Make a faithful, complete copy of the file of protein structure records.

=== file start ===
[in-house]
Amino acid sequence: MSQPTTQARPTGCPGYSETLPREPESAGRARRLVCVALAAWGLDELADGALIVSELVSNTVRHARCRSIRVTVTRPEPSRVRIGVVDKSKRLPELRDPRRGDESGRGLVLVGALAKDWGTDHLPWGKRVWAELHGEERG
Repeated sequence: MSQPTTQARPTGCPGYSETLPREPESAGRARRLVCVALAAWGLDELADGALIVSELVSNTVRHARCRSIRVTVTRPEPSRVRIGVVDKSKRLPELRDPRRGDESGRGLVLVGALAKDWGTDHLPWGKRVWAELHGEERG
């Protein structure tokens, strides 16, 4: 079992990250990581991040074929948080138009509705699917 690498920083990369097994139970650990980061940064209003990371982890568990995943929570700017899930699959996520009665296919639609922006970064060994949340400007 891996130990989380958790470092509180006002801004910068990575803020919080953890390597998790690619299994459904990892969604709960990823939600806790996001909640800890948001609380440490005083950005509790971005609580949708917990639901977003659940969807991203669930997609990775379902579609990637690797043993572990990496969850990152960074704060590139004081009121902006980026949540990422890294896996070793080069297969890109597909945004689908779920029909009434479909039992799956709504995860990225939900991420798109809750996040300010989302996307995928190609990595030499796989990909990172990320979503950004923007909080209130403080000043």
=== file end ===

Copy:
[in-house]
Amino acid sequence: MSQPTTQARPTGCPGYSETLPREPESAGRARRLVCVALAAWGLDELADGALIVSELVSNTVRHARCRSIRVTVTRPEPSRVRIGVVDKSKRLPELRDPRRGDESGRGLVLVGALAKDWGTDHLPWGKRVWAELHGEERG
Repeated sequence: MSQPTTQARPTGCPGYSETLPREPESAGRARRLVCVALAAWGLDELADGALIVSELVSNTVRHARCRSIRVTVTRPEPSRVRIGVVDKSKRLPELRDPRRGDESGRGLVLVGALAKDWGTDHLPWGKRVWAELHGEERG
């Protein structure tokens, strides 16, 4: 079992990250990581991040074929948080138009509705699917 690498920083990369097994139970650990980061940064209003990371982890568990995943929570700017899930699959996520009665296919639609922006970064060994949340400007 891996130990989380958790470092509180006002801004910068990575803020919080953890390597998790690619299994459904990892969604709960990823939600806790996001909640800890948001609380440490005083950005509790971005609580949708917990639901977003659940969807991203669930997609990775379902579609990637690797043993572990990496969850990152960074704060590139004081009121902006980026949540990422890294896996070793080069297969890109597909945004689908779920029909009434479909039992799956709504995860990225939900991420798109809750996040300010989302996307995928190609990595030499796989990909990172990320979503950004923007909080209130403080000043």